The Ministry of Education aims to broaden university curricula by providing more instruction on social and cultural topics
The Accredidation Committee of Cambodia (ACC), overseen by the Council of Ministers, has informed deans and directors of the Kingdom’s higher education institutions that part of the committee’s review of university programmes will include the introduction of foundation courses on Khmer cultural studies and Khmer Rouge history in the official curriculum.
The review will also ensure that courses and extracurricular activities cover social topics such as trafficking, illegal drugs and HIV/AIDS. Students at the Kingdom’s public and private universities say they are adequately informed about many of these subjects, but are anxious to know more and use their knowledge to improve their country.
Kim Meng, 19, studying finance and banking at Pannasastra University, said he has already learned about the Khmer Rouge from his family and a bit in school. “But we need to learn more about the problem,” he said. “If we want to stop these things from happening in the future, we must understand everything about the past.”
Today’s university students also say they want to learn about their country for the future. “We need to learn about the history of our country so that we can teach our children and they can teach theirs,” said Hor Ang Sim, 23, a dentistry student at the University of Health and Science.
“I want to know more about my culture, and also cultures abroad, so that we can find out what is the best and make it happen in Cambodia,” said Chhay Leang Sim, a second year student at the National University of Management.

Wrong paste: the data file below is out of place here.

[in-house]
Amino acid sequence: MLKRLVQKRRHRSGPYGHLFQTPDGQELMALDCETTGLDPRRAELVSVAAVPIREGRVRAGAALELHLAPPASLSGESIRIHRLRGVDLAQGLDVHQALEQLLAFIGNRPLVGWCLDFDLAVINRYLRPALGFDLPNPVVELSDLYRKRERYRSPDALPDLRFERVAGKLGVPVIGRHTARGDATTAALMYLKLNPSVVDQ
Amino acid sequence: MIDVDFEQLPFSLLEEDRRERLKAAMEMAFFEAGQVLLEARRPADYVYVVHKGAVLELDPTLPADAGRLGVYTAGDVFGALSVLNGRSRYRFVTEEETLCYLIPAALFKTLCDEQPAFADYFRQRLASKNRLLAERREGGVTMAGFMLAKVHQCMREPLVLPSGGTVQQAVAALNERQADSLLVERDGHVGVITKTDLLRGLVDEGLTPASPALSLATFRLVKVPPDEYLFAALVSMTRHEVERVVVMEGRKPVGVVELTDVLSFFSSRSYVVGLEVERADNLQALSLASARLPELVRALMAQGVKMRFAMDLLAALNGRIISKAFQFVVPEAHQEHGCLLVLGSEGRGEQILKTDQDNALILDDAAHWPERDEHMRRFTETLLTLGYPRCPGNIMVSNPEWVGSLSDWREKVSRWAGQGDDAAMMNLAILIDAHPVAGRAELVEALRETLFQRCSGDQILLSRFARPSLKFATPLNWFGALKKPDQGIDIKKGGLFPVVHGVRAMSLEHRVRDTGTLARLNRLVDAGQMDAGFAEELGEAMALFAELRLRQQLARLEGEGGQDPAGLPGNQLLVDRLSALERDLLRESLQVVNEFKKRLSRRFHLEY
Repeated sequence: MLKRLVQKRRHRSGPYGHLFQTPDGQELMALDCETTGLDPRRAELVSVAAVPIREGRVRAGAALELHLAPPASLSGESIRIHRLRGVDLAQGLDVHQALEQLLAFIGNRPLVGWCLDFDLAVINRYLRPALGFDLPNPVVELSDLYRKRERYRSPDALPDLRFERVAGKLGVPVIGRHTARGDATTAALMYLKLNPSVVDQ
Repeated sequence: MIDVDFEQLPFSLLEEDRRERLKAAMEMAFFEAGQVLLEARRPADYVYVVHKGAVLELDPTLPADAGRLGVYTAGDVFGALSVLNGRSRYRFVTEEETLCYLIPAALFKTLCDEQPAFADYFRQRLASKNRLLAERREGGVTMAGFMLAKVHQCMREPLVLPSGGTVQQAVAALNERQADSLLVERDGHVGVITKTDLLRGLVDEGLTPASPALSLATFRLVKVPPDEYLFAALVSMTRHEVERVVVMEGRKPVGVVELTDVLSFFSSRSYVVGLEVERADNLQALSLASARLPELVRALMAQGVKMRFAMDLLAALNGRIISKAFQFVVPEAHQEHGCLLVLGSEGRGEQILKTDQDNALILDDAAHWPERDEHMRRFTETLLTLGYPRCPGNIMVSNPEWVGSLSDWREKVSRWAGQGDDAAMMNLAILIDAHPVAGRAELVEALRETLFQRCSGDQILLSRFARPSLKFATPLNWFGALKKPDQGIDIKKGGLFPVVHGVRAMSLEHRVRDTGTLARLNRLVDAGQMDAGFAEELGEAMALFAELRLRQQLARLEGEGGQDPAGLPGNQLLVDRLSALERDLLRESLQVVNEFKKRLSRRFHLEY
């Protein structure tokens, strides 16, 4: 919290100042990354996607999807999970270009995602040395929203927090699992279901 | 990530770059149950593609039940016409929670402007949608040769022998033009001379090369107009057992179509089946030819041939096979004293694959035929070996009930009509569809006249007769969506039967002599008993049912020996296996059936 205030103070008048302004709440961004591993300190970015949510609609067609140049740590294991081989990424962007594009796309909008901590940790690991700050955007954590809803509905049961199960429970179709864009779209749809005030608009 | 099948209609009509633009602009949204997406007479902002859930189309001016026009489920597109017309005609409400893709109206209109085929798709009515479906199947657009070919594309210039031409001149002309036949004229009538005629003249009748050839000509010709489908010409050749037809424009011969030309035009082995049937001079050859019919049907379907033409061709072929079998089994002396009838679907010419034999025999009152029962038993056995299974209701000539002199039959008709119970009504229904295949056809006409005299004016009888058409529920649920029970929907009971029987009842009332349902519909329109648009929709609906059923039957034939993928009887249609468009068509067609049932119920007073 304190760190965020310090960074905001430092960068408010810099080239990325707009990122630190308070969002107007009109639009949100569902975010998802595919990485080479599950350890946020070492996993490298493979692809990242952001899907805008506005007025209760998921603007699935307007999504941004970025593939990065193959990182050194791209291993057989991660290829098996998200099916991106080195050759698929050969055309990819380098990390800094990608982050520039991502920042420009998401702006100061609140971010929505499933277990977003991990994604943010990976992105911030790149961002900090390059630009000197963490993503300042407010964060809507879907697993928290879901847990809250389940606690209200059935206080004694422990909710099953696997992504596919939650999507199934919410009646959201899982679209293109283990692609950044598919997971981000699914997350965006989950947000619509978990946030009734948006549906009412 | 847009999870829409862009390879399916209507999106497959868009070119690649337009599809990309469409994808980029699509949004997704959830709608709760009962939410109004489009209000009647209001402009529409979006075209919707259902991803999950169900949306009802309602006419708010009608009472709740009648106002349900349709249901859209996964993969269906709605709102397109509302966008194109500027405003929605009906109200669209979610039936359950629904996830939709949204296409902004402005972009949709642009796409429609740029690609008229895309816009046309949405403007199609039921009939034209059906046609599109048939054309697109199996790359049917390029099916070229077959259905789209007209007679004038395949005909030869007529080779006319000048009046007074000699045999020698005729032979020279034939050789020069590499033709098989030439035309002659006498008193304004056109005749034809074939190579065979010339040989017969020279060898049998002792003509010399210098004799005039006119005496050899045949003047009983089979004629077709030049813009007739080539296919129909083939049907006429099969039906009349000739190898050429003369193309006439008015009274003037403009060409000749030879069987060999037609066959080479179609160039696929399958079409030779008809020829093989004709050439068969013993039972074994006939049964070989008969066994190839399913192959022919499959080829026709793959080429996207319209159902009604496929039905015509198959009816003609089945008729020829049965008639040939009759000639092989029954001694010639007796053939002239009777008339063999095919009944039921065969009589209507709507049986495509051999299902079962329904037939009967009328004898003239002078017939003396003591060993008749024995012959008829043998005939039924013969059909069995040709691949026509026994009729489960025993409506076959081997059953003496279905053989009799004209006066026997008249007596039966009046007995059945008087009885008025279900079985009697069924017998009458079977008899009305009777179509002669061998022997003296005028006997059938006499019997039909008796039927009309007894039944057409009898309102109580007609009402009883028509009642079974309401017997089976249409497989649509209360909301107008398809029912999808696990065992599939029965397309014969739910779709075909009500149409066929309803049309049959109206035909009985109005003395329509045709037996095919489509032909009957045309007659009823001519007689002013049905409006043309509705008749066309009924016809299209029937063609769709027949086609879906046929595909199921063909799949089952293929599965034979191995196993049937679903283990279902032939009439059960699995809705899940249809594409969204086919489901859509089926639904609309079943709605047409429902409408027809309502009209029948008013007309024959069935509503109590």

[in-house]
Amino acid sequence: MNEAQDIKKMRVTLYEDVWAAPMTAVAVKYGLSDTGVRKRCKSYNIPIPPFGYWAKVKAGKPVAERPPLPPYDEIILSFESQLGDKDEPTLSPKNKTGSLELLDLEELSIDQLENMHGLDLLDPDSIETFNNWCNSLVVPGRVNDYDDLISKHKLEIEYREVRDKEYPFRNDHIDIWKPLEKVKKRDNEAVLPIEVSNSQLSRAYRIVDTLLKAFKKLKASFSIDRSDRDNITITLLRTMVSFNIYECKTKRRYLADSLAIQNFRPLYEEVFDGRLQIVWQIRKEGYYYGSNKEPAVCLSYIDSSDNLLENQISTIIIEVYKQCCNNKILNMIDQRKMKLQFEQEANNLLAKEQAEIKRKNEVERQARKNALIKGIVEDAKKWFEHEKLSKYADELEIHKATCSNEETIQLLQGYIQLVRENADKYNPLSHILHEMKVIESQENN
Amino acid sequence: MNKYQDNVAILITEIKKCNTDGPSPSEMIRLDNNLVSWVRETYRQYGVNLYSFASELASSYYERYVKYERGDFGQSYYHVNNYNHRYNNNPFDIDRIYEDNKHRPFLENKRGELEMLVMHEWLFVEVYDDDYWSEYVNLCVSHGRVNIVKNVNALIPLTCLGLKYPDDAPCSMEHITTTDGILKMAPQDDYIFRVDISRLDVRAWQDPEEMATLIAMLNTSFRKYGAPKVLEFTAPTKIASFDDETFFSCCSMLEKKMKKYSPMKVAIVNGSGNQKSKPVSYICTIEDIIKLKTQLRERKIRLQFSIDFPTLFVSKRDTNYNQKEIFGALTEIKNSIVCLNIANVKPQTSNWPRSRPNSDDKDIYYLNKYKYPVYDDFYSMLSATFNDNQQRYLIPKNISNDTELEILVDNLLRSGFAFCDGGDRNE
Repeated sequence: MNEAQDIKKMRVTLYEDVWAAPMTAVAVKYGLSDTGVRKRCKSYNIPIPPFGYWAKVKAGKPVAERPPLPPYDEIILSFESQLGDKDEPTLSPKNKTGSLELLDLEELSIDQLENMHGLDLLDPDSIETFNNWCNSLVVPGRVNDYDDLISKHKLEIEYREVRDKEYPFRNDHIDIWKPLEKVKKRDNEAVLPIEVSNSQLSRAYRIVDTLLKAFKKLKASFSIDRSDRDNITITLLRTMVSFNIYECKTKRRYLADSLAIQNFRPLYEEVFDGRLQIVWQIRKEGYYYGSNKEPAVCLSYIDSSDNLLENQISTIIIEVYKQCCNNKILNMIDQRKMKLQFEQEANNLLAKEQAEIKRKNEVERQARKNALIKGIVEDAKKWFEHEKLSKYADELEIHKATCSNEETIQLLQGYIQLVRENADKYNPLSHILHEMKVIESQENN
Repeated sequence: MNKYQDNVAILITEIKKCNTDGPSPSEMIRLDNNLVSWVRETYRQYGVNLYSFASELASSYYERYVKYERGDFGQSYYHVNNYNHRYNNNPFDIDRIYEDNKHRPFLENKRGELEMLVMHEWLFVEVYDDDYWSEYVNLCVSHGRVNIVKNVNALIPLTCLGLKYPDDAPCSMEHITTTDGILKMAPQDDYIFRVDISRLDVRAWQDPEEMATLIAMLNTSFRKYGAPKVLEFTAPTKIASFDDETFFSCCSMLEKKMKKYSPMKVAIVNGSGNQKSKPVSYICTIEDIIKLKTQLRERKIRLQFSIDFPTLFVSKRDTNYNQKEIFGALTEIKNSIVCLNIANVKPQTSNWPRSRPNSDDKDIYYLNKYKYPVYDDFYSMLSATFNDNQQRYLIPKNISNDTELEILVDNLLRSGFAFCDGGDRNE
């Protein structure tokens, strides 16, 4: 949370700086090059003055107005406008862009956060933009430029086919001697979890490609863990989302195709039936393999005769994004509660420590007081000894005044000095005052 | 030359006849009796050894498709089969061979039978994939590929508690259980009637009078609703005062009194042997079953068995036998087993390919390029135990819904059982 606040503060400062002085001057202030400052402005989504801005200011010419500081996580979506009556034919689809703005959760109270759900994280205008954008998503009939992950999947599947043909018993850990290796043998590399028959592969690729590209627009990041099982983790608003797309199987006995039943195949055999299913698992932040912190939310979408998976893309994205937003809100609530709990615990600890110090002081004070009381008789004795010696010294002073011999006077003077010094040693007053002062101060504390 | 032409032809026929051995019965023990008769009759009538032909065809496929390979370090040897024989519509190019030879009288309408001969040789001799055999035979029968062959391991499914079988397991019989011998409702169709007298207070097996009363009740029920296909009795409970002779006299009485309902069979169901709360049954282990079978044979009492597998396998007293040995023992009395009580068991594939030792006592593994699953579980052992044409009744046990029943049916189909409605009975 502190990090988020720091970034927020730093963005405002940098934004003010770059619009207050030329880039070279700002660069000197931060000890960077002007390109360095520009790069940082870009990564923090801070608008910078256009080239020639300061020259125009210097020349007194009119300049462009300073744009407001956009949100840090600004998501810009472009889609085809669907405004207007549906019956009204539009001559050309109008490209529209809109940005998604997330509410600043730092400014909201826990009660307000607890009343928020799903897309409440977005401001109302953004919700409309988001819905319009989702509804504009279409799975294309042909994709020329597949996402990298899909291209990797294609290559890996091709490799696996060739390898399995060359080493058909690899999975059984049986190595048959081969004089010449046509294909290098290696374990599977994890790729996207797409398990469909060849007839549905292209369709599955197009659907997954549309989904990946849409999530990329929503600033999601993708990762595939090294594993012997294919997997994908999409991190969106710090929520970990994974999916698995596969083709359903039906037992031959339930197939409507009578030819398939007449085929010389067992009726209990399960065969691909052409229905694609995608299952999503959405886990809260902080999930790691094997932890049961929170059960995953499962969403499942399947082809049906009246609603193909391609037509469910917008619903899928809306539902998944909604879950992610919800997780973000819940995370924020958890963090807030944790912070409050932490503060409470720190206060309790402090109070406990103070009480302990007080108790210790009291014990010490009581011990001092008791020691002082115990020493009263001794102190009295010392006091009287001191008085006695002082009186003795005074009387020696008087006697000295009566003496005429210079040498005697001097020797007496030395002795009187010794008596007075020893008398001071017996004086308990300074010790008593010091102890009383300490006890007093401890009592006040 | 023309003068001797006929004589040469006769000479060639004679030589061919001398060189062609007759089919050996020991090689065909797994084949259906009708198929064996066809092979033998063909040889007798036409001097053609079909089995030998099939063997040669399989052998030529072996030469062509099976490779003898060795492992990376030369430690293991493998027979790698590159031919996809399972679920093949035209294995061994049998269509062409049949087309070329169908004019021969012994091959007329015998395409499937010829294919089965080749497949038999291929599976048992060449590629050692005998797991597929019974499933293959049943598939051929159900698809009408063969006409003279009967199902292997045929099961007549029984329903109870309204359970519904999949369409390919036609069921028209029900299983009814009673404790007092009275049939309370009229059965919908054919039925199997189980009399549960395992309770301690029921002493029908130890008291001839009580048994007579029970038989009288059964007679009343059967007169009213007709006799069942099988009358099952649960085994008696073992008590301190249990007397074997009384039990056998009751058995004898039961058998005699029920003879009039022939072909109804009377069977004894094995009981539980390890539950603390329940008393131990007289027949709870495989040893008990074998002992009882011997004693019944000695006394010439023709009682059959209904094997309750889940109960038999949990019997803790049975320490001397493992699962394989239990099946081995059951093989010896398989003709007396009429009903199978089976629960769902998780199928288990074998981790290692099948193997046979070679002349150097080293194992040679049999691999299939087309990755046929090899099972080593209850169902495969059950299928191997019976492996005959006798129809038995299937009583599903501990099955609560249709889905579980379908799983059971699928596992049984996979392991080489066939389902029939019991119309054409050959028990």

The ACC has asked universities to invite experts and lecturers to speak about social ills, and while students say they do not think these problems directly impact them, they want to have a hand in turning the situation around. “It’s not a big problem for the people I know,” said Voeun Sarath, an English literature student at Pannasastra University. “But if we want to help eliminate the problem, we need to learn about why it is happening and how we can stop it.”
The ACC originated in 2003 as a watchdog organisation in charge of creating regulatory standards by which all licensed higher education institutions must comply. Thus far, they have focused their efforts only on the first year of study, but they will begin full institutional assessments in the coming years with the aid of a multi-million-dollar grant from the World Bank.
Pen Sithol, director of the ACC’s Department of Standards and Accreditation, is aware that students may have already learned about these historical and social topics, culling perceptions from television depictions, music, television and from accounts from their families, “but there are students coming from all over the place with very different experiences”, he said.
“We want to make sure they all have enough information before beginning their higher studies.”